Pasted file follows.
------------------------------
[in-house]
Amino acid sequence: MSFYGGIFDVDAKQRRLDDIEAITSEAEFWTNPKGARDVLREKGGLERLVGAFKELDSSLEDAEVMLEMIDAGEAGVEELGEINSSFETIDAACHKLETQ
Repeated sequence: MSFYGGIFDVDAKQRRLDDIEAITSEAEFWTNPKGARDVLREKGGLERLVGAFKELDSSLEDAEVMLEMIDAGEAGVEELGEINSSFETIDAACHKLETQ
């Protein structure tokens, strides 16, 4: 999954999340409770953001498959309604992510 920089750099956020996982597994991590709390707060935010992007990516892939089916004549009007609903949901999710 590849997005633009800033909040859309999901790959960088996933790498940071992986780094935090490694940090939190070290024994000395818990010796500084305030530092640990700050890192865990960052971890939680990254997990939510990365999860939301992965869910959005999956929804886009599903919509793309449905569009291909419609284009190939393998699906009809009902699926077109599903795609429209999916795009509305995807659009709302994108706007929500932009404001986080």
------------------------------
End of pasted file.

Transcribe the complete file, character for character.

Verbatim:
[in-house]
Amino acid sequence: MSFYGGIFDVDAKQRRLDDIEAITSEAEFWTNPKGARDVLREKGGLERLVGAFKELDSSLEDAEVMLEMIDAGEAGVEELGEINSSFETIDAACHKLETQ
Repeated sequence: MSFYGGIFDVDAKQRRLDDIEAITSEAEFWTNPKGARDVLREKGGLERLVGAFKELDSSLEDAEVMLEMIDAGEAGVEELGEINSSFETIDAACHKLETQ
């Protein structure tokens, strides 16, 4: 999954999340409770953001498959309604992510 920089750099956020996982597994991590709390707060935010992007990516892939089916004549009007609903949901999710 590849997005633009800033909040859309999901790959960088996933790498940071992986780094935090490694940090939190070290024994000395818990010796500084305030530092640990700050890192865990960052971890939680990254997990939510990365999860939301992965869910959005999956929804886009599903919509793309449905569009291909419609284009190939393998699906009809009902699926077109599903795609429209999916795009509305995807659009709302994108706007929500932009404001986080």